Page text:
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Caroline C. Ummenhofer
,
Alexander Sen Gupta
,
Michael J. Pook
, and
Matthew H. England

Abstract

The potential impact of Indian Ocean sea surface temperature (SST) anomalies in modulating midlatitude precipitation across southern and western regions of Australia is assessed in a series of atmospheric general circulation model (AGCM) simulations. Two sets of AGCM integrations forced with a seasonally evolving characteristic dipole pattern in Indian Ocean SST consistent with observed “dry year” (PDRY) and “wet year” (PWET) signatures are shown to induce precipitation changes across western regions of Australia. Over Western Australia, a significant shift occurs in the winter and annual rainfall frequency with the distribution becoming skewed toward less (more) rainfall for the PDRY (PWET) SST pattern. For southwest Western Australia (SWWA), this shift primarily is due to the large-scale stable precipitation. Convective precipitation actually increases in the PDRY case over SWWA forced by local positive SST anomalies. A mechanism for the large-scale rainfall shifts is proposed, by which the SST anomalies induce a reorganization of the large-scale atmospheric circulation across the Indian Ocean basin. Thickness (1000–500 hPa) anomalies develop in the atmosphere mirroring the sign and position of the underlying SST anomalies. This leads to a weakening (strengthening) of the meridional thickness gradient and the subtropical jet during the austral winter in PDRY (PWET). The subsequent easterly offshore (westerly onshore) anomaly in the thermal wind over southern regions of Australia, along with a decrease (increase) in baroclinicity, results in the lower (higher) levels of large-scale stable precipitation. Variations in the vertical thermal structure of the atmosphere overlying the SST anomalies favor localized increased convective activity in PDRY because of differential temperature lapse rates. In contrast, enhanced widespread ascent of moist air masses associated with frontal movement in PWET accounts for a significant increase in rainfall in that ensemble set.

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Young-Oh Kwon
,
Hyodae Seo
,
Caroline C. Ummenhofer
, and
Terrence M. Joyce

Abstract

Recent studies have suggested that coherent multidecadal variability exists between North Atlantic atmospheric blocking frequency and the Atlantic multidecadal variability (AMV). However, the role of AMV in modulating blocking variability on multidecadal times scales is not fully understood. This study examines this issue primarily using the NOAA Twentieth Century Reanalysis for 1901–2010. The second mode of the empirical orthogonal function for winter (December–March) atmospheric blocking variability in the North Atlantic exhibits oppositely signed anomalies of blocking frequency over Greenland and the Azores. Furthermore, its principal component time series shows a dominant multidecadal variability lagging AMV by several years. Composite analyses show that this lag is due to the slow evolution of the AMV sea surface temperature (SST) anomalies, which is likely driven by the ocean circulation. Following the warm phase of AMV, the warm SST anomalies emerge in the western subpolar gyre over 3–7 years. The ocean–atmosphere interaction over these 3–7-yr periods is characterized by the damping of the warm SST anomalies by the surface heat flux anomalies, which in turn reduce the overall meridional gradient of the air temperature and thus weaken the meridional transient eddy heat flux in the lower troposphere. The anomalous transient eddy forcing then shifts the eddy-driven jet equatorward, resulting in enhanced Rossby wave breaking and blocking on the northern flank of the jet over Greenland. The opposite is true with the AMV cold phases but with much shorter lags, as the evolution of SST anomalies differs in the warm and cold phases.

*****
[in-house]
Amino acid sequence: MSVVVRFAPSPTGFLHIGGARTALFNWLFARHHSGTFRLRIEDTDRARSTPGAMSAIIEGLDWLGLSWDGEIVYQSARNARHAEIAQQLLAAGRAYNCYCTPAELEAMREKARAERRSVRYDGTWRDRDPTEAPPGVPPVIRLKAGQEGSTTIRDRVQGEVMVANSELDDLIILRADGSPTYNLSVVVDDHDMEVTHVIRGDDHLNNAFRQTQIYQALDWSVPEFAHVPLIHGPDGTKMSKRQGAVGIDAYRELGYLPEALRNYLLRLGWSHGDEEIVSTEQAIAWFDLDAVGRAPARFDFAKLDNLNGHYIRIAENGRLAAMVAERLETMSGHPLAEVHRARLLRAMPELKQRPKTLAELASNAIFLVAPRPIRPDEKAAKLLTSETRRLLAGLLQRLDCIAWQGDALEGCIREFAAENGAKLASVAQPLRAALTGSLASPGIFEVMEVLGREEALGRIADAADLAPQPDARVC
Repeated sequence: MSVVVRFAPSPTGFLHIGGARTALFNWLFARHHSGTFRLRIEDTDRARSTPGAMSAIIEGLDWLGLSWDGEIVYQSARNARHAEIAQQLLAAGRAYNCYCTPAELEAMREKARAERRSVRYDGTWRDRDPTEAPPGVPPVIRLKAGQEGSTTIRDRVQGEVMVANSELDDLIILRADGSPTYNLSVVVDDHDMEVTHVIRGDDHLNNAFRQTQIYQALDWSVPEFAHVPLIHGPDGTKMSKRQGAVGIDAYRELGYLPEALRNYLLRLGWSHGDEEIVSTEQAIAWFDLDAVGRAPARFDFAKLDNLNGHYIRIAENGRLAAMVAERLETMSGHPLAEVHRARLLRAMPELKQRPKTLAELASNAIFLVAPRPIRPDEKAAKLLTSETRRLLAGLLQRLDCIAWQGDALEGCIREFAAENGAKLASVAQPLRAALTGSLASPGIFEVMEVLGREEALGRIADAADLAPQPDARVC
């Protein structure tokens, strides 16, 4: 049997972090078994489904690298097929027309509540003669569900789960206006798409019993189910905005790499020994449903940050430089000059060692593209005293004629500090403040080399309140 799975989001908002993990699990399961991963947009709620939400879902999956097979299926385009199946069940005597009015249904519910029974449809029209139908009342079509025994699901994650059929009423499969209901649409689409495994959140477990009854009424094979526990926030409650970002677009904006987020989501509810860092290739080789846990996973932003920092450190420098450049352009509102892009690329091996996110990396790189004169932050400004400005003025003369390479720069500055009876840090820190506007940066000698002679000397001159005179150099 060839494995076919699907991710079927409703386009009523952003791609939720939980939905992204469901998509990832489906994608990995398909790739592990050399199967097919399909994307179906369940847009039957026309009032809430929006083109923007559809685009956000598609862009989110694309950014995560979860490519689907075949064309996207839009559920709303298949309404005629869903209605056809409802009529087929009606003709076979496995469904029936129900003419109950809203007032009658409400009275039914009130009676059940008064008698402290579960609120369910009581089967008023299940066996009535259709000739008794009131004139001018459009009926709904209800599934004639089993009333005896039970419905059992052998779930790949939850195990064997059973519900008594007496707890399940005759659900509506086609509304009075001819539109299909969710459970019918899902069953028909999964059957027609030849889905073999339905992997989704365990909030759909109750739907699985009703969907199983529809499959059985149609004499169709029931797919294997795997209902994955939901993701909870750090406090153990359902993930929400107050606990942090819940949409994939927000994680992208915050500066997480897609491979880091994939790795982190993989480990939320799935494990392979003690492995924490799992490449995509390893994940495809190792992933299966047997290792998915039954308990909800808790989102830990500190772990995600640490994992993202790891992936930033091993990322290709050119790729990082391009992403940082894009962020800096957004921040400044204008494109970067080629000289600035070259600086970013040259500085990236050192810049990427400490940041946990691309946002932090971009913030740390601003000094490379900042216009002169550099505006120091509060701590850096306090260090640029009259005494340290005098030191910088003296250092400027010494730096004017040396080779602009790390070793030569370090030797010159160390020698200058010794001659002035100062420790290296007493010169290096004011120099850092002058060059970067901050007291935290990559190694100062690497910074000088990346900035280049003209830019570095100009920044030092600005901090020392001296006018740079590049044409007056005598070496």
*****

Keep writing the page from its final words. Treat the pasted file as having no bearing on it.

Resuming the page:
Open access
Saurabh Rathore
,
Nathaniel L. Bindoff
,
Caroline C. Ummenhofer
,
Helen E. Phillips
, and
Ming Feng

Abstract

The long-term trend of sea surface salinity (SSS) reveals an intensification of the global hydrological cycle due to human-induced climate change. This study demonstrates that SSS variability can also be used as a measure of terrestrial precipitation on interseasonal to interannual time scales, and to locate the source of moisture. Seasonal composites during El Niño–Southern Oscillation/Indian Ocean dipole (ENSO/IOD) events are used to understand the variations of moisture transport and precipitation over Australia, and their association with SSS variability. As ENSO/IOD events evolve, patterns of positive or negative SSS anomaly emerge in the Indo-Pacific warm pool region and are accompanied by atmospheric moisture transport anomalies toward Australia. During co-occurring La Niña and negative IOD events, salty anomalies around the Maritime Continent (north of Australia) indicate freshwater export and are associated with a significant moisture transport that converges over Australia to create anomalous wet conditions. In contrast, during co-occurring El Niño and positive IOD events, a moisture transport divergence anomaly over Australia results in anomalous dry conditions. The relationship between SSS and atmospheric moisture transport also holds for pure ENSO/IOD events but varies in magnitude and spatial pattern. The significant pattern correlation between the moisture flux divergence and SSS anomaly during the ENSO/IOD events highlights the associated ocean–atmosphere coupling. A case study of the extreme hydroclimatic events of Australia (e.g., the 2010/11 Brisbane flood) demonstrates that the changes in SSS occur before the peak of ENSO/IOD events. This raises the prospect that tracking of SSS variability could aid the prediction of Australian rainfall.

Free access